The Courier News from Blytheville, Arkansas on June 10, 1939 · Page 4
Get access to this page with a Free Trial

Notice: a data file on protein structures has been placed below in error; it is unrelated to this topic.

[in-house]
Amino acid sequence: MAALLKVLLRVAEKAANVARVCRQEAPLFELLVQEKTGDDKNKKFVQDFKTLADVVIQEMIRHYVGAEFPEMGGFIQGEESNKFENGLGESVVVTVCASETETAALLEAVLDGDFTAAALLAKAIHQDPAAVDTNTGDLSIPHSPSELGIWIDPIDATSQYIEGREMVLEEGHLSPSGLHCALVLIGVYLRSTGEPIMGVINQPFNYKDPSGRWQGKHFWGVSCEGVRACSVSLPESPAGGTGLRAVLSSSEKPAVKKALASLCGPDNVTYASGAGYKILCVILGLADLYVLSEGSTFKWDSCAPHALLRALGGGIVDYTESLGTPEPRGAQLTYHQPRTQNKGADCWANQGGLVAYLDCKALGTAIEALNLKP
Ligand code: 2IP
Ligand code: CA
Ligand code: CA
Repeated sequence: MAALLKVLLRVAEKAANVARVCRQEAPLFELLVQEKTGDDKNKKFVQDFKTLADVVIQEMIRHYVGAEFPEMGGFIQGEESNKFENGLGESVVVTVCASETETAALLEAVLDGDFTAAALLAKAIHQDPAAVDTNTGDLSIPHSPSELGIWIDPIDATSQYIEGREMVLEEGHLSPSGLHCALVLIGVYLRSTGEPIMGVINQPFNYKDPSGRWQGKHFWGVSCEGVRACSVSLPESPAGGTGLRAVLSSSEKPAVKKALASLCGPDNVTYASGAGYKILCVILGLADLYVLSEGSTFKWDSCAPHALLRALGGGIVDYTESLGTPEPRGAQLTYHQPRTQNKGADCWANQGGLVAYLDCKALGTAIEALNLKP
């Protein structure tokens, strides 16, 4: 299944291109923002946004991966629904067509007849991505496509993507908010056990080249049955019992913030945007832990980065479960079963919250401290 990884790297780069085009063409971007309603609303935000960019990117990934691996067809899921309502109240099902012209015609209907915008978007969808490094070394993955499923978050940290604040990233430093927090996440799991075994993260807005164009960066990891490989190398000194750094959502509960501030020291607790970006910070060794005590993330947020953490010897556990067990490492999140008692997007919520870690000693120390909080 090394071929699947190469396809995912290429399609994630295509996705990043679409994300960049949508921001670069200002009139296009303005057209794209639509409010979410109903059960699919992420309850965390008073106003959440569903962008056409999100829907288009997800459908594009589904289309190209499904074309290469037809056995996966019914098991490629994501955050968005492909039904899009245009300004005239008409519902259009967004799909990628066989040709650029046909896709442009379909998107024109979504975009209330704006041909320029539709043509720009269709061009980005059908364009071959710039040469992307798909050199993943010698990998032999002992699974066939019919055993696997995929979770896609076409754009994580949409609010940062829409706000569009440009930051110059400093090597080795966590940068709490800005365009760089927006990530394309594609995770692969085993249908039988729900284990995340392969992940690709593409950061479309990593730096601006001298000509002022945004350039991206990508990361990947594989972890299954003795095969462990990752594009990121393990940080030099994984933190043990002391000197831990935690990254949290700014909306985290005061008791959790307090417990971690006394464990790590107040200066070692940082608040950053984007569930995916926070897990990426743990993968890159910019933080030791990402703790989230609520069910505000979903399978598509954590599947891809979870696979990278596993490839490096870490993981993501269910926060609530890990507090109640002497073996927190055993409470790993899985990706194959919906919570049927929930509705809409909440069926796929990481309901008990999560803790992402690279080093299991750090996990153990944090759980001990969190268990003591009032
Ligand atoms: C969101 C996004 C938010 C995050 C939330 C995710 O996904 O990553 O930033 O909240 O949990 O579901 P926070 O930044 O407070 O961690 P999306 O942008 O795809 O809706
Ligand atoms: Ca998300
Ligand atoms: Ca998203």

The Courier News from Blytheville, Arkansas · Page 4

Blytheville, Arkansas
Issue Date:
Saturday, June 10, 1939
Page 4
Start Free Trial